Ramadan in 2015 will start on Thursday, the 18th of June and will continue for 30 days until Friday, the 17th of July.
Note that in the Muslim calander, a holiday begins on the sunset of the previous day, so observing Muslims will celebrate Ramadan on the sunset of Wednesday, the 17th of June.
Although Ramadan is always on the same day of the Islamic calendar, the date on the Gregorian calendar varies from year to year, since the Gregorian calendar is a solar calendar and the Islamic calendar is a lunar calendar. This difference means Ramadan moves in the Gregorian calendar approximately 11 days every year. The date of Ramadan may also vary from country to country depending on whether the moon has been sighted or not.
The dates provided here are based on the dates adopted by the Fiqh Council of North America for the celebration of Ramadan. Note that these dates are based on astronomical calculations to affirm each date, and not on the actual sighting of the moon with the naked eyes. This approach is accepted by many, but is still being hotly debated.
Info from When Is
This is dire news for anyone who loves history, historical and archeological sites. Ancient Tadmor/Palmyra is a great draw for tourists in a poor region of Syria. It’s destruction will be tragic.
Islamic State fighters have seized the northern part of the ancient World Heritage-listed city of Palmyra in Syria, a monitoring group has said.
Militants seized part of the town of Tadmur located on a strategic east-west route next to Palmyra on Saturday but had been pushed back from the ruins.
Palmyra contains the ruins of one of the most important cultural centres of the ancient world, according to UNESCO.
It is feared IS fighters may now damage or destroy the site.
Syria’s antiquities chief said the insurgents would destroy the ancient ruins if they took control.
The group has demolished similar antiquities in Iraq, seeing them as symbols of idolatry.
The Syrian Observatory for Human Rights monitoring group said a third of Palmyra had been taken.
I didn’t even know I was getting this close; it crept up on me as I wrote about the long trip we took through the American Southwest. It’s almost nine years of blogging.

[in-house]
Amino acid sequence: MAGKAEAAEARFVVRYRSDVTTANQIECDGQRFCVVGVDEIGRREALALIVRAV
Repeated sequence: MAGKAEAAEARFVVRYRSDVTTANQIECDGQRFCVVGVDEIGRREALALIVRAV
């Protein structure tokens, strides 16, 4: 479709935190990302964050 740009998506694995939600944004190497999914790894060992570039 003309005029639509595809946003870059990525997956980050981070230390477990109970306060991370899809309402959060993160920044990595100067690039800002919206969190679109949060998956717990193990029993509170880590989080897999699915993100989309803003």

Just back from a quick trip to Seattle for a wedding, driving home. and there is the most beautiful sky!
A long time ago, working on my undergraduate degrees, I took a minor in Art History, and spent happy hours at the Seattle Art Museum on projects for my classes. Up on the ceiling of one of the rooms (this is in the old Seattle Arts Museum up on Volunteer Hill) there was this wonderful Tiepolo ceiling, with clouds and blue sky and . . . God? I can’t remember anything but the sky part, and tonight’s sky in Pensacola reminded me of that ceiling.
It’s taken us a long time to get over the loss of our sweet Qatari Cat, sweet Pete. He was so special to us. For one thing, he was pretty. For another, he had some very winning ways. So many reasons to love that sweet cat and to regret his loss.
On our trip, we agreed that we are still not over Pete, and at the same time, it is time to bring another cat into our lives.
I had one in mind.
I have a friend. She has a ministry; she rescues abandoned animals, particularly cats. She tends to their wounds, she has them neutered, she gets them shots. She gives them boundless love, and teaches them to love and trust again.
She had put a photo of a cat on FaceBook. It was before our trip, and I couldn’t see adopting a cat and then putting him into a cat hotel, so I didn’t do anything. But my friend called while I was traveling, and I asked her during our conversation if that orange cat had found a home, and she said no.
So when we got back, we unpacked, we did laundry, we started to get back to our normal lives.
And we adopted Zakat.